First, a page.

10 Go-To Flies For Trout
With so many trout flies available today, it can be confusing to try and choose what to carry in your fly box. There are literally 1000's of flies to choose from in various sizes and colors. However, many are redundant, and you really don’t need that many fly patterns to cover most of the situations you will find in trout streams around the world.
If you are looking to simplify your fly selection or you are just starting out, here are 10 go-to trout flies that I carry when I head out fishing.
There’s a reason that the Parachute Adams is the most popular fly on the planet. It works. No fly box should be without them. The Adams Parachute is quite simply indispensable. This fly will catch fish all year long. It’s resemblance to a multitude of insect type gives makes it the most versatile fly ever designed.
2. Elk Hair Caddis
Caddis are a staple of a trout’s diet. These insects attract trout like no other. The Elk Hair Caddis dances and flutters on the water just like the natural. You’ll find it in every fly shop across the country. I always have Elk Hair Caddis in my box…Green, Tan, Brown, Black….they all have a spot.
3.Blue Winged Olive Sparkle Dun
From late winter through late fall, olive mayflies hatch in trout streams throughout the world. There are literally hundreds of species, so don’t worry about which one it is exactly, just know that you need this fly. The Blue Winged Olive Sparkle Dun imitates the stage trout prefer—an emerging mayfly with the shuck still sticking to its back end.
While the Parachute Adams is the most versatile dry fly, the most versatile streamer award goes to the Wooly Bugger. Buggers imitate baitfish, leeches, nymphs…virtually anything swimming beneath the surface. With an endless supply of colors available, the hardest part will be choosing the right colors. Personally, I pack black wooly buggers, white, olive, red, and purple at a minimum.
Rabbit fur is one of the more effective materials for streamers simply because it offers more movement and visual flare in the water. Think about it: there are really no flies more visually impressive than rabbit fur flies, and if you think that, you can bet that the fish do as well.
Sculpin streamers imitate the small baitfish found in waterways across the U.S. The Sculpzilla pattern works well for runoff conditions when waters get muddy. Throw this fly against boulders, banks, back eddies and in pools. Work it on the bottom and give it subtle twitches. Just remember to streamer set when that hungry trout latches down.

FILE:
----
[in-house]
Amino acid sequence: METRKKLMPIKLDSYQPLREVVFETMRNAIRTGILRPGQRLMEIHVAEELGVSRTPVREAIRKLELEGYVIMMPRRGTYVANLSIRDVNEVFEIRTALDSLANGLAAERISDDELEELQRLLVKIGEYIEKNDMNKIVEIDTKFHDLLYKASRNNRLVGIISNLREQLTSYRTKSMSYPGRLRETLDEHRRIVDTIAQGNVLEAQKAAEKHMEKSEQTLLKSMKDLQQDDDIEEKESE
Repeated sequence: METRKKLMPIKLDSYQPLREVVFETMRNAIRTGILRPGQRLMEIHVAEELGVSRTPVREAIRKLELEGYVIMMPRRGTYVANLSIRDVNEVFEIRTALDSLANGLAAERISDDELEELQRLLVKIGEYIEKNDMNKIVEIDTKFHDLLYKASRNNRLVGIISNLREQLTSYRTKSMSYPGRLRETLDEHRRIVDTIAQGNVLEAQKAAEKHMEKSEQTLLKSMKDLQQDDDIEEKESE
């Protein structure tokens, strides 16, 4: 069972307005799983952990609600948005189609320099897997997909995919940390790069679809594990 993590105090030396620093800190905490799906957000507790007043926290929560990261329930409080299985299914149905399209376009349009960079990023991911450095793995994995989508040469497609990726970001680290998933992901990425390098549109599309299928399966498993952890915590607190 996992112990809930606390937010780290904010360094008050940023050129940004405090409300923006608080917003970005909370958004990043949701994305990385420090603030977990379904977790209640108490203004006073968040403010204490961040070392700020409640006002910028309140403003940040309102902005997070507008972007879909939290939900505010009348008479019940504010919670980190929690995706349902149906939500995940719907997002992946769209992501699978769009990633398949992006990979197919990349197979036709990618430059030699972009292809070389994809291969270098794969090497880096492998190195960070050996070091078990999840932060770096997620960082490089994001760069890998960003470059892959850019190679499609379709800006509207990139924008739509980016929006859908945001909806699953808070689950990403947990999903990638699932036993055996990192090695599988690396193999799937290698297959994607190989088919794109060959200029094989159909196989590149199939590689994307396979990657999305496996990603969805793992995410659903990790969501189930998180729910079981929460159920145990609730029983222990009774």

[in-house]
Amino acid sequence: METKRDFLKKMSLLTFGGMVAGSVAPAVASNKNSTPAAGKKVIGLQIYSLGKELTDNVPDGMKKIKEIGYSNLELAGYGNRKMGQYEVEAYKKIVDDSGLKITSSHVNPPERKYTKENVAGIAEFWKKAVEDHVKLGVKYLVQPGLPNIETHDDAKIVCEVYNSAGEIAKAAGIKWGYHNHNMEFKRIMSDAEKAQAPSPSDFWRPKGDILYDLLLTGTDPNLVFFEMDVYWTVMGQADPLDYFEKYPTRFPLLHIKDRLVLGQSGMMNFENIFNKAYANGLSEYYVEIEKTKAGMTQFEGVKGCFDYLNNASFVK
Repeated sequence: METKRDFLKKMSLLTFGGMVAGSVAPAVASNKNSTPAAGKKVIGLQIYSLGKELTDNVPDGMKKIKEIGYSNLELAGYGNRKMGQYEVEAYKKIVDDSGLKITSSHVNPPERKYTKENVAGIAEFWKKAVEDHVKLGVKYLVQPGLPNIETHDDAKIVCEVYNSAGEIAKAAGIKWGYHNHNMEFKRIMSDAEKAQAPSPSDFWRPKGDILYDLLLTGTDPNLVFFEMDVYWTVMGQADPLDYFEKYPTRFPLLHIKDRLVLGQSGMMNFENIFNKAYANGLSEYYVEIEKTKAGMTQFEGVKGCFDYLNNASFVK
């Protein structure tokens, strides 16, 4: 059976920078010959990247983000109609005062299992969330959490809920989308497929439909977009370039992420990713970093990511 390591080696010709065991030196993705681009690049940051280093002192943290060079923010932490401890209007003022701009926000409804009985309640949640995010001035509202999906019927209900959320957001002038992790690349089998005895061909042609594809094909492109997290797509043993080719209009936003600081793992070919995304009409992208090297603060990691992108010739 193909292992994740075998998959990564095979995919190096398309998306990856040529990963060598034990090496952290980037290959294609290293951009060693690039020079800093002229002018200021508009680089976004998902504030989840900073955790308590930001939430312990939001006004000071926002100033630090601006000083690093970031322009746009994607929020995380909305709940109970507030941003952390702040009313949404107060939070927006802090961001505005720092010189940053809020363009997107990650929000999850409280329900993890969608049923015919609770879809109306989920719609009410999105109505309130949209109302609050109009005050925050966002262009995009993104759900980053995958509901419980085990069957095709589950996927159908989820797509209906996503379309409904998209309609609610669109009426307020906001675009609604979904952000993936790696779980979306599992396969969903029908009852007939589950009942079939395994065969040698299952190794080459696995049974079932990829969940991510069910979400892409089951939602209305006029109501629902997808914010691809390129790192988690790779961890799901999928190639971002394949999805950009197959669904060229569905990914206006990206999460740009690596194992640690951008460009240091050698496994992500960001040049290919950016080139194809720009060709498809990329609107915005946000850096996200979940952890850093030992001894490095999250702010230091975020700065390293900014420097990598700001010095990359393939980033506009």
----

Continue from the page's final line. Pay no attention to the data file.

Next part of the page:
7.Hare’s Ear, Flashback
The Hare’s Ear Fly is yet another classic bug that should have a place in any trout angler's tackle box. Hares ear dubbing gives this fly a buggy look that is irresistible to fish looking for drifting mayfly nymphs. Use this pattern where more robust shaped mayflies are present or simply rely on the flash given by the pearlescent wing case and other attractive properties of this proven fish catcher.
The Pheasant Tail Nymph fly functions similarly to the Hare's Ear, using its sinking nymph distinction to mimic a wide variety of bait species in the eyes of trout. From a visual perspective, it's not as flashy as the Hare's Ear. Still, this fly has been proven over the years as an effective and reliable means of catching fish, and that's ultimately the most important thing. It works during hatches, before hatches, and when there are no hatches. Don’t leave home without some. I like mine both with and without beads.
9.San Juan Worm
You fish the worm? Yes, yes I do….and proudly. The San Juan worm is a proven killer on trout everywhere and it might be the hot ticket next time you are on the water
The zebra midge is the most effective midge pattern out there. It is my go-to midge pattern when the situation calls for small ball, especially in tail waters. Although this one officially imitates a midge larva or pupa, it works when trout eat small mayfly nymphs and caddis pupae as well.